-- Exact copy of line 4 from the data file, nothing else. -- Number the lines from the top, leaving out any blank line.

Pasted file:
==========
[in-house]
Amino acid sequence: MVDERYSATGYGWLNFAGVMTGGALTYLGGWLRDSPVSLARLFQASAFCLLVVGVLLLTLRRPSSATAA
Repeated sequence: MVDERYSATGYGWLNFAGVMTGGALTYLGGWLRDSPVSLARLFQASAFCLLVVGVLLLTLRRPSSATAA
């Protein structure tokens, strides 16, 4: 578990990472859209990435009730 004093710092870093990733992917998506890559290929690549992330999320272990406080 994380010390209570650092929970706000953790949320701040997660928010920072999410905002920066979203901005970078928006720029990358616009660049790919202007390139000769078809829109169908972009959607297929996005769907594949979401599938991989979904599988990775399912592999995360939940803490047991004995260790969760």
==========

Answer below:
């Protein structure tokens, strides 16, 4: 578990990472859209990435009730 004093710092870093990733992917998506890559290929690549992330999320272990406080 994380010390209570650092929970706000953790949320701040997660928010920072999410905002920066979203901005970078928006720029990358616009660049790919202007390139000769078809829109169908972009959607297929996005769907594949979401599938991989979904599988990775399912592999995360939940803490047991004995260790969760």